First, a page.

For a more inclusive approach to rebuilding the post-pandemic economy, women need to participate more in the most profitable exporting sectors, according to three international trade bodies.
At the World Trade Organization (WTO) Public Forum in Geneva last week, WTO director general Ngozi Okonjo-Iweala, International Trade Centre (ITC) executive director Pamela Coke-Hamilton and Institute of Export and International Trade (IoE&IT) director general Marco Forgione highlighted the importance of an inclusive economic recovery, with a particular view to getting more women into the world’s most lucrative – but male-dominated – industries of STEM, automotive, aerospace, manufacturing and finance.
For Okonko-Iweala, the solution will be found in “active trade policies that ensure non-discrimination and that help women access global value chains”. One example of this is a provision contained in the outcome of the joint initiative on services domestic regulation concluded by a group of WTO members in December last year, that seeks to boost women’s participation in services trade. To overcome barriers that keep women out of international markets, the scaling up of supply-side support to women-owned businesses so they can make their way into male-dominated sectors will be vital, she adds.
However, gender-focused policy alone doesn’t go far enough, say Sangeeta Khorana, international trade policy expert at Bournemouth University and member of the IoE&IT’s board of trustees.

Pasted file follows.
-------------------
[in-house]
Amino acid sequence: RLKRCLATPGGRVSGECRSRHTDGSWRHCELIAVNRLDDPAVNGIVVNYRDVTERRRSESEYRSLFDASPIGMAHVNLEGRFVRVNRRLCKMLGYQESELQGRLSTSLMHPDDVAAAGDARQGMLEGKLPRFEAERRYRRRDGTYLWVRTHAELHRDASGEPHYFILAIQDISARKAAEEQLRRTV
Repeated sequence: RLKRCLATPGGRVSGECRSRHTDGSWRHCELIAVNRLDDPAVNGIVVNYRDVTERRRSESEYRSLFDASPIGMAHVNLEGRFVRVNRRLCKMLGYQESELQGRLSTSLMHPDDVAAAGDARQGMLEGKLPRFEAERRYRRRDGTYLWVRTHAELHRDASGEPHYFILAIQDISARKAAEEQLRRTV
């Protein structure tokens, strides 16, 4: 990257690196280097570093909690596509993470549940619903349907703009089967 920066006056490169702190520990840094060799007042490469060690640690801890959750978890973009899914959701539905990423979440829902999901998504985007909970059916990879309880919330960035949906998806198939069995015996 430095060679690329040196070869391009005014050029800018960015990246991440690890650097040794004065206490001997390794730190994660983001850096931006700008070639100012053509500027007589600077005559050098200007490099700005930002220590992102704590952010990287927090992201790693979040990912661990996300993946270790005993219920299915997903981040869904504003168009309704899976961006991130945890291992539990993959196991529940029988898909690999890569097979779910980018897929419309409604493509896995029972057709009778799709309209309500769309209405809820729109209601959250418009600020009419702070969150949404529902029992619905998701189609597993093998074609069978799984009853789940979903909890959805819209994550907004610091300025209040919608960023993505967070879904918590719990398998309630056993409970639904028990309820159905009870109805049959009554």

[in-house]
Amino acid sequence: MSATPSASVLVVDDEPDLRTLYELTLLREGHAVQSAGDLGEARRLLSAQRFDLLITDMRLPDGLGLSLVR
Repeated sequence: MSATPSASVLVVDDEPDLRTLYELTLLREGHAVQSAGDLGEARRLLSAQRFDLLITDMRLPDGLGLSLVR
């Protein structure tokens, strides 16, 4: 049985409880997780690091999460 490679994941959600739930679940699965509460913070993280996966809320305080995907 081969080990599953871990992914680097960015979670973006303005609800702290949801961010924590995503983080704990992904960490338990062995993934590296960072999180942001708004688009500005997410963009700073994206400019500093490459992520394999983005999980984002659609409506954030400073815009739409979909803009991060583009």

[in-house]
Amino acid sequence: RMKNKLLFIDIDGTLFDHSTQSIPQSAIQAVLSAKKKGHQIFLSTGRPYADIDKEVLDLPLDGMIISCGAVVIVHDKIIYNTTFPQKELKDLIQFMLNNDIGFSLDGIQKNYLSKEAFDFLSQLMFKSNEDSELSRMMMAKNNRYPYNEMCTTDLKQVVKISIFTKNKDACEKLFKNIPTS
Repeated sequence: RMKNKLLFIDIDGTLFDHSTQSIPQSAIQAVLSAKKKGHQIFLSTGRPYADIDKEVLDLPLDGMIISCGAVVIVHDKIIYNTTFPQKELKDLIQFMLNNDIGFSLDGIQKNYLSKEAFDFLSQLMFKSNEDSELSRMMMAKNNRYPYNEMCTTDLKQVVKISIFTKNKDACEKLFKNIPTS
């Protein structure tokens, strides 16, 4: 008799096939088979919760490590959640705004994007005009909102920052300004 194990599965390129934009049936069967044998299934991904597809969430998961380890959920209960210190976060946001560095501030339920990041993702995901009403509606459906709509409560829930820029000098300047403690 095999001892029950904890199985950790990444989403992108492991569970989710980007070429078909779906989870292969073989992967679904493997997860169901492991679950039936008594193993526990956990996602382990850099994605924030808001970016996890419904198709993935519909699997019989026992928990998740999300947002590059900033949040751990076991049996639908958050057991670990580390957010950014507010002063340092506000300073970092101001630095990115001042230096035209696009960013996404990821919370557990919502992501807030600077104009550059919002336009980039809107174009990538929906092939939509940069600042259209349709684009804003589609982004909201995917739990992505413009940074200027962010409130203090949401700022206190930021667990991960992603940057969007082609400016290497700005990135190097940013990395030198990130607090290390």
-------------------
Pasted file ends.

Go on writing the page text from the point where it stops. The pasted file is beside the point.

“Women in most developing economies are concentrated in the informal or the low skilled sector, which are typically MSME dominated,” she tells GTR. “The policies that governments are coming up with do not actually even touch those sectors. As a result, women continue to be excluded.”
To illustrate the barriers faced by women exporters in entering male-dominated sectors, the IoE&IT sponsored four female entrepreneurs from Bangladesh, Rwanda, Mexico and Uruguay who are currently enrolled in the ITC’s SheTrades initiative – a programme which connects women entrepreneurs to the global marketplace – to attend the WTO public forum and tell their stories.
Speaking to GTR from the sidelines of the forum, Kohinoor Yeasmin, CEO of Tarango, a textiles company that was one of the first social businesses to introduce fair trade principles to the labour market in Bangladesh, says that access to finance remains a major issue.
“In Bangladesh, the textiles sector is fully dominated by men, with very small percentages of women working there. I took on the challenge. If men can do it, why can’t I?” she says. However, she soon came up against barriers. “I had difficulties obtaining finance from the banks,” she tells GTR. “When I first asked for a loan, I submitted all the documents as per their checklist. They rejected me. I tried again, they rejected me again. A few years later, after receiving capacity building support from ITC SheTrades, I felt more confident. I went through the checklist from the bank, and I applied again. But once again, they rejected me – despite our prime minister having introduced a policy to provide loans to women entrepreneurs.”
“In general, access to finance is difficult for entrepreneurs because banks tend to ask for things that we simply don’t have,” adds fellow SheTrades programme participant Maria Bouvier, who launched her eponymous sustainable design company in Uruguay in 2017 and now exports to the US.